Erin Courtney can attest to the challenges of working and raising a family. An Obie Award-winning playwright, college professor and mother of two, Courtney says, “The biggest challenge is the multitasking and the low grade stress of feeling like I’m always forgetting something.” But, she counters, “I feel really grateful to have such a full life that includes creativity and community and intellectual challenges and family.”

Though there are obvious financial incentives for both partners to work, each of these women has more personal reasons for staying in the professional world after becoming a mother. Randall says, “I like feeling challenged in my career and learning new things every day. I am lucky to work in my dream career and to be able to be creative every day.”

Messler agrees: “I recognize for myself the fulfillment I get from my job, especially the outlet for creativity it provides and the day-to-day relationships with colleagues and students. Maintaining and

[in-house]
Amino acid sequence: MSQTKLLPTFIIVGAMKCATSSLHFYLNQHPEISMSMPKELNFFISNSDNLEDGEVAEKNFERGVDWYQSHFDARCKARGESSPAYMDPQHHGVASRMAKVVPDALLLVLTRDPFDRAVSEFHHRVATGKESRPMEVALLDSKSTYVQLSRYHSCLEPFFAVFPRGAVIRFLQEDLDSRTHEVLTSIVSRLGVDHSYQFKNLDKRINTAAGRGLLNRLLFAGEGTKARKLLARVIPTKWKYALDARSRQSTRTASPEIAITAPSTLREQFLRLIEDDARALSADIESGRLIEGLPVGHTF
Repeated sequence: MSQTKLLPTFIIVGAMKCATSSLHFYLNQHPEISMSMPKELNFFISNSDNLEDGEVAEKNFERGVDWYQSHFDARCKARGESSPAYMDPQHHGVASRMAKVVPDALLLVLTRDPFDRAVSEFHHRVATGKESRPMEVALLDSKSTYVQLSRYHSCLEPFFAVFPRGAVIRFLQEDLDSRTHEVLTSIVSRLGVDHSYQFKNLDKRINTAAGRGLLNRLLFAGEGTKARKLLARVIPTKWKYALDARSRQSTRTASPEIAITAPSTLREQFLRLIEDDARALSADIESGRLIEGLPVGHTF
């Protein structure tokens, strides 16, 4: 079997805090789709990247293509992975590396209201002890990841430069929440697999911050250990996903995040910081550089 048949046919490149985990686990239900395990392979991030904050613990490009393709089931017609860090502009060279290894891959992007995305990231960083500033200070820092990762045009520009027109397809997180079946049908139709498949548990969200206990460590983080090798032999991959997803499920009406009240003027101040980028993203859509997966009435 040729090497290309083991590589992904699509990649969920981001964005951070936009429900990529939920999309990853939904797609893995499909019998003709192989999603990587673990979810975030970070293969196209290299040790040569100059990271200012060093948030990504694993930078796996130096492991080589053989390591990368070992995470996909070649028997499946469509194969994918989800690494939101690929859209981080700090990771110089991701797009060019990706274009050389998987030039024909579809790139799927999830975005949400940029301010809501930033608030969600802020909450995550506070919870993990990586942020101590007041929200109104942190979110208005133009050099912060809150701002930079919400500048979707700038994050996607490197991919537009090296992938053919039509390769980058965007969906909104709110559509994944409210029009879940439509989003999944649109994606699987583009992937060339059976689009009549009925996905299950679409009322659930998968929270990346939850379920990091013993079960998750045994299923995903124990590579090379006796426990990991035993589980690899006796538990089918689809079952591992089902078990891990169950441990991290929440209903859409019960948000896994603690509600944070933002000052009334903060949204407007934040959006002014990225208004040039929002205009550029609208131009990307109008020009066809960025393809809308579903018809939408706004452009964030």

nurturing this part of my personality and my brain is very important to me.”

One of the things that seem to help these driven women keep their personal and professional lives in order is a well-oiled daily schedule. All three women have a routine that they stick to—with their family, as well as their professions. Messler says, “I keep things like clockwork and very structured, because the routine keeps things under control and life more enjoyable for everyone.” All three try to be home for dinner. Courtney, whose mom worked full time at a nonprofit, says she was raised with her busy parents still making family a priority. “We ate dinner together every night,” she recalls. “Which was amazing actually, now that I think about it.”

Also important is quality time. Randall takes every Friday off to spend time with her sons. Courtney and her husband Scott make sure they go out on the town for special events at least twice a month. Messler says weekends are key. “Our weekends are spent together as a family doing things we will all enjoy: visiting new playgrounds around the city, checking out museums, having play dates with other families. We are almost always together. We really find great fun in watching our son explore the world.”